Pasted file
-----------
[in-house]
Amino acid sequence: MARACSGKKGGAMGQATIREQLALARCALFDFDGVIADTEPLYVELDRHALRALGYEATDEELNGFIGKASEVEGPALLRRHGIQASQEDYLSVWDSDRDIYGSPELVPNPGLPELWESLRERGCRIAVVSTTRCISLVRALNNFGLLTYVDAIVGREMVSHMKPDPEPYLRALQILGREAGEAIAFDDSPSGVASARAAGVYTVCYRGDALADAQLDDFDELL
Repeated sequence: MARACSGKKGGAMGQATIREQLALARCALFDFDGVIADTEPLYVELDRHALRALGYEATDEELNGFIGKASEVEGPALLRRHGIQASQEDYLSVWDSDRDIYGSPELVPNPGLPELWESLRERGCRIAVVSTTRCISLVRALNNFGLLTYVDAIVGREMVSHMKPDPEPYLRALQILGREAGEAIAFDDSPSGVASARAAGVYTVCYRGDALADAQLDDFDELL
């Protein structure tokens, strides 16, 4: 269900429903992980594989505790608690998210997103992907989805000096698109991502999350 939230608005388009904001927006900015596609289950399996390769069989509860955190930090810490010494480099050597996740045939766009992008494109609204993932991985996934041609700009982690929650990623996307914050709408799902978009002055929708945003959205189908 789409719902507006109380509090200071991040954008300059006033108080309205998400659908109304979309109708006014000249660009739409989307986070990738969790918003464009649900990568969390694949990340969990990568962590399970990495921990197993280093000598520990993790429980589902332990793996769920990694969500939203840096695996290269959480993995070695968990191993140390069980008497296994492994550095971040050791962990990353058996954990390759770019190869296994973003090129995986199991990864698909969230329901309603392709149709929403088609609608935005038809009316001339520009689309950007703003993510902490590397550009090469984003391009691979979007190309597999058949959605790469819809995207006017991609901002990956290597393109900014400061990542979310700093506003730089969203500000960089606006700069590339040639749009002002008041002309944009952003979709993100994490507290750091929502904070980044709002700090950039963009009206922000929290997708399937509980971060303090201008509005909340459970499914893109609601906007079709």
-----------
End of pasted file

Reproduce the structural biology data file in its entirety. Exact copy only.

[in-house]
Amino acid sequence: MARACSGKKGGAMGQATIREQLALARCALFDFDGVIADTEPLYVELDRHALRALGYEATDEELNGFIGKASEVEGPALLRRHGIQASQEDYLSVWDSDRDIYGSPELVPNPGLPELWESLRERGCRIAVVSTTRCISLVRALNNFGLLTYVDAIVGREMVSHMKPDPEPYLRALQILGREAGEAIAFDDSPSGVASARAAGVYTVCYRGDALADAQLDDFDELL
Repeated sequence: MARACSGKKGGAMGQATIREQLALARCALFDFDGVIADTEPLYVELDRHALRALGYEATDEELNGFIGKASEVEGPALLRRHGIQASQEDYLSVWDSDRDIYGSPELVPNPGLPELWESLRERGCRIAVVSTTRCISLVRALNNFGLLTYVDAIVGREMVSHMKPDPEPYLRALQILGREAGEAIAFDDSPSGVASARAAGVYTVCYRGDALADAQLDDFDELL
């Protein structure tokens, strides 16, 4: 269900429903992980594989505790608690998210997103992907989805000096698109991502999350 939230608005388009904001927006900015596609289950399996390769069989509860955190930090810490010494480099050597996740045939766009992008494109609204993932991985996934041609700009982690929650990623996307914050709408799902978009002055929708945003959205189908 789409719902507006109380509090200071991040954008300059006033108080309205998400659908109304979309109708006014000249660009739409989307986070990738969790918003464009649900990568969390694949990340969990990568962590399970990495921990197993280093000598520990993790429980589902332990793996769920990694969500939203840096695996290269959480993995070695968990191993140390069980008497296994492994550095971040050791962990990353058996954990390759770019190869296994973003090129995986199991990864698909969230329901309603392709149709929403088609609608935005038809009316001339520009689309950007703003993510902490590397550009090469984003391009691979979007190309597999058949959605790469819809995207006017991609901002990956290597393109900014400061990542979310700093506003730089969203500000960089606006700069590339040639749009002002008041002309944009952003979709993100994490507290750091929502904070980044709002700090950039963009009206922000929290997708399937509980971060303090201008509005909340459970499914893109609601906007079709």